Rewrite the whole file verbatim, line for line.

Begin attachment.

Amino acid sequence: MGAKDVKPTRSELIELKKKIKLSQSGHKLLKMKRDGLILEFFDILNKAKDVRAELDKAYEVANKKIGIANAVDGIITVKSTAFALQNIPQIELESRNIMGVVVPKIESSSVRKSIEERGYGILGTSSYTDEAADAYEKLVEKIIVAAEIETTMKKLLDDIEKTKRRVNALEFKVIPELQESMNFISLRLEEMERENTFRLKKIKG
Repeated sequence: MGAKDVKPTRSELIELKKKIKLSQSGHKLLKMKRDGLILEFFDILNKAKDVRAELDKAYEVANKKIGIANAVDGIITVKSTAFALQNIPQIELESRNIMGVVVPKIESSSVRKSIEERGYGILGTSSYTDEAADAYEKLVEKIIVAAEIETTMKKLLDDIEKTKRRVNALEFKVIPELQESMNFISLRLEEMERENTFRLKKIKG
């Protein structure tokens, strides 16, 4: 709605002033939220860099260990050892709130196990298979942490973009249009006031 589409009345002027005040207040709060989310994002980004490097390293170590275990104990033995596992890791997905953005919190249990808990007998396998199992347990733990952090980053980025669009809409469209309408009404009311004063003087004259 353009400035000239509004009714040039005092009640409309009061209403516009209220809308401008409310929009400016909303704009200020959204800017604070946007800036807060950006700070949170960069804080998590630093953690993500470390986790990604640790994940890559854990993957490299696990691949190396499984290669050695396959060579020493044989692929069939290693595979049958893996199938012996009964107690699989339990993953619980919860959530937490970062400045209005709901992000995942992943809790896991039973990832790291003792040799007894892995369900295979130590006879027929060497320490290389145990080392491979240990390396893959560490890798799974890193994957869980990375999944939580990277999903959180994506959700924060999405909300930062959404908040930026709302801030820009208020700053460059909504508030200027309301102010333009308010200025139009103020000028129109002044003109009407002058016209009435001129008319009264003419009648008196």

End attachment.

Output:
Amino acid sequence: MGAKDVKPTRSELIELKKKIKLSQSGHKLLKMKRDGLILEFFDILNKAKDVRAELDKAYEVANKKIGIANAVDGIITVKSTAFALQNIPQIELESRNIMGVVVPKIESSSVRKSIEERGYGILGTSSYTDEAADAYEKLVEKIIVAAEIETTMKKLLDDIEKTKRRVNALEFKVIPELQESMNFISLRLEEMERENTFRLKKIKG
Repeated sequence: MGAKDVKPTRSELIELKKKIKLSQSGHKLLKMKRDGLILEFFDILNKAKDVRAELDKAYEVANKKIGIANAVDGIITVKSTAFALQNIPQIELESRNIMGVVVPKIESSSVRKSIEERGYGILGTSSYTDEAADAYEKLVEKIIVAAEIETTMKKLLDDIEKTKRRVNALEFKVIPELQESMNFISLRLEEMERENTFRLKKIKG
């Protein structure tokens, strides 16, 4: 709605002033939220860099260990050892709130196990298979942490973009249009006031 589409009345002027005040207040709060989310994002980004490097390293170590275990104990033995596992890791997905953005919190249990808990007998396998199992347990733990952090980053980025669009809409469209309408009404009311004063003087004259 353009400035000239509004009714040039005092009640409309009061209403516009209220809308401008409310929009400016909303704009200020959204800017604070946007800036807060950006700070949170960069804080998590630093953690993500470390986790990604640790994940890559854990993957490299696990691949190396499984290669050695396959060579020493044989692929069939290693595979049958893996199938012996009964107690699989339990993953619980919860959530937490970062400045209005709901992000995942992943809790896991039973990832790291003792040799007894892995369900295979130590006879027929060497320490290389145990080392491979240990390396893959560490890798799974890193994957869980990375999944939580990277999903959180994506959700924060999405909300930062959404908040930026709302801030820009208020700053460059909504508030200027309301102010333009308010200025139009103020000028129109002044003109009407002058016209009435001129008319009264003419009648008196």